ECB’s de Guindos: First Rate Cut in June, Barring Surprises

23 April 2024

By Aurėja Bobelytė – VILNIUS (Econostream) – European Central Bank Vice President Luis de Guindos on Tuesday said that if the disinflationary process continued and nothing unexpected materialised, the ECB would start easing its monetary policy in June.

In an interview with French daily Le Monde, de Guindos said, ‘We have been very clear: if things move in the same direction as they have in recent weeks, we will loosen our restrictive monetary policy stance in June. Assuming there are no surprises between now and then’.

Headline and core inflation were falling, which were important accomplishments, he said. ‘All the indicators are moving in the right direction. We’re not there yet, but the end is in sight.’

Inflation in the services sector, mostly driven by wages, posed the largest risk for the disinflationary process, he said, though there had been ‘a clear slowdown in the dynamics’.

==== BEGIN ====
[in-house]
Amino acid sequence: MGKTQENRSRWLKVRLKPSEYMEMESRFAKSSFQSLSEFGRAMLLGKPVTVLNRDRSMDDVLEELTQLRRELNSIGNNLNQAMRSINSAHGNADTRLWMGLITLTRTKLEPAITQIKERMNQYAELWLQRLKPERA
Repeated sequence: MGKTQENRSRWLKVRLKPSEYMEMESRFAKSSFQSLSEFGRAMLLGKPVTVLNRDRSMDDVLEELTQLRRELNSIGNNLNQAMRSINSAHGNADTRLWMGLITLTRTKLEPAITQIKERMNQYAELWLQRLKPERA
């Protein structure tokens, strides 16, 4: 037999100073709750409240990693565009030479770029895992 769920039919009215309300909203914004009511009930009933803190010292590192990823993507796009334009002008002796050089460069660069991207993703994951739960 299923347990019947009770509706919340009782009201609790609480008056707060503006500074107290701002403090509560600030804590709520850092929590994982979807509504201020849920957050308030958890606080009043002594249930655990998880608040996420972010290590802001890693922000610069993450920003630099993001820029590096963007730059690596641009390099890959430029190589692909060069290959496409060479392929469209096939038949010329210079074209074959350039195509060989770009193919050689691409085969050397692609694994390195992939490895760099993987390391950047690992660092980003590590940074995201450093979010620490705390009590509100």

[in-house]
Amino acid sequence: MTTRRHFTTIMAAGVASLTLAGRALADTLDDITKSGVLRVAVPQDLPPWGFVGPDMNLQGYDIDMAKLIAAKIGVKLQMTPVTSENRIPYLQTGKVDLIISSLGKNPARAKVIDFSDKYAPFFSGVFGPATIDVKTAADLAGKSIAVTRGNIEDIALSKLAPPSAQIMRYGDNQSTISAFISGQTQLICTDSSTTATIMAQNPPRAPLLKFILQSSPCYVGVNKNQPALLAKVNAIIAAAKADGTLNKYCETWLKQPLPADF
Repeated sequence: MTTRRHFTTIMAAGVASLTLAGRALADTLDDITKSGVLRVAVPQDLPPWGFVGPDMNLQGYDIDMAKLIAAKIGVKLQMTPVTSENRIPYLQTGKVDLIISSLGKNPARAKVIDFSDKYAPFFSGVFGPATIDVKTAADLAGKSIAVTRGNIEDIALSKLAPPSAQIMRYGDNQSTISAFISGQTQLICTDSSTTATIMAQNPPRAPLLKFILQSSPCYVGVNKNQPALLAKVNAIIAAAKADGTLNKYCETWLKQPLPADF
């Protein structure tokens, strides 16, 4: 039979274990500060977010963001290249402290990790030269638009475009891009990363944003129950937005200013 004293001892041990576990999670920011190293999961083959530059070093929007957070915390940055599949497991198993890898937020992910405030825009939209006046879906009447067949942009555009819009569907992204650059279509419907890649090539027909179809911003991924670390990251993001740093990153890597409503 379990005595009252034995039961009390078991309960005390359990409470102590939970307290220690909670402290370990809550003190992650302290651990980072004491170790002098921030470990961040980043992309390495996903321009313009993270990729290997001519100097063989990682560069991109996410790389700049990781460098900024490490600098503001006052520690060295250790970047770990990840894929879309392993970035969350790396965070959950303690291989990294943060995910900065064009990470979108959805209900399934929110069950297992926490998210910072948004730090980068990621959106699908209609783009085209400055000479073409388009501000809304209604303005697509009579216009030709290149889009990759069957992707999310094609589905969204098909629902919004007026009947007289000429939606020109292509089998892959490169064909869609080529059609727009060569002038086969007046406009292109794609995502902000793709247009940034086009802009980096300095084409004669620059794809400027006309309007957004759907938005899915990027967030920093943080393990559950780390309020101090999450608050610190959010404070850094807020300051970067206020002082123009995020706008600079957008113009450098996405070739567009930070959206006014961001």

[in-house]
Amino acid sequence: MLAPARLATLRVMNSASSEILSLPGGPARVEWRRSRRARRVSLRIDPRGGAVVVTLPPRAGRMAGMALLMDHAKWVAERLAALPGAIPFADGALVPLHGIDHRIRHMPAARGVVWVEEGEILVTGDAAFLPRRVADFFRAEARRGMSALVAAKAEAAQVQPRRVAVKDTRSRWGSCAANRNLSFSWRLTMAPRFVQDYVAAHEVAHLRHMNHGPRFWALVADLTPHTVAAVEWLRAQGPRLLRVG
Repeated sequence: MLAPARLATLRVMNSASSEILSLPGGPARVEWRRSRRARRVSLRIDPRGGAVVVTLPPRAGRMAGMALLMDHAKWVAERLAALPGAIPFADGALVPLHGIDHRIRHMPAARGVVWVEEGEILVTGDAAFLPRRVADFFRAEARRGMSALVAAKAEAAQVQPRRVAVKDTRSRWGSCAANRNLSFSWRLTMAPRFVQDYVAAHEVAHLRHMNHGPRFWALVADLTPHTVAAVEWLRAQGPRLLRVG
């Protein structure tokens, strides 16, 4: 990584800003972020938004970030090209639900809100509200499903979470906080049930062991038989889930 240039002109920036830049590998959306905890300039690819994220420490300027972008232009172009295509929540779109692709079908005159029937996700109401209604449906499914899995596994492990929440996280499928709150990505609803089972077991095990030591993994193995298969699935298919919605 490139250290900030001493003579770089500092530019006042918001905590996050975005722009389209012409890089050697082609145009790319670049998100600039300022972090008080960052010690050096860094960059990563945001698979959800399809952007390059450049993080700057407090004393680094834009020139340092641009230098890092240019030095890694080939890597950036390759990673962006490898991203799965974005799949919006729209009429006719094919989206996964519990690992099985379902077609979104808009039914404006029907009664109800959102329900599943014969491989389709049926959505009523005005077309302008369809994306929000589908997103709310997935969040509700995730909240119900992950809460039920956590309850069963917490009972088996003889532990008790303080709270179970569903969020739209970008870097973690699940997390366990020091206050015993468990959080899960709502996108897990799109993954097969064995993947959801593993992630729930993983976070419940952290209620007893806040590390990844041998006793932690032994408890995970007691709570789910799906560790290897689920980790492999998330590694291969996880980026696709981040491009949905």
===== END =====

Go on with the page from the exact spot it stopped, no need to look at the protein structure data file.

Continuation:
Asked about interest rate cuts after June, de Guindos said that further reductions would be data-dependent and consider the geopolitical situation and its impact on oil prices, developments in wages and productivity, and the situation in the United States, where inflation was higher.

‘The level of uncertainty makes it very difficult to say [what would happen after a first rate cut]. I already mentioned June. As for what happens afterwards, I’m inclined to be very cautious’, he said.

The Fed’s decisions were crucial for the global economy, he said, and the euro-US dollar exchange rate could be affected by monetary policy decisions. ‘We don’t have an exchange rate target, but we need to take the impact of exchange rate movements into account.’

‘Moreover, concerns about the United States could be transmitted via financial market expectations, which are currently pricing in a perfect disinflation process, with a soft landing for the economy, a fall in inflation, lower interest rates, etc’, he said. ‘If anything untoward happens, we might see a rise in volatility and a price correction that could end up spreading to European banks.’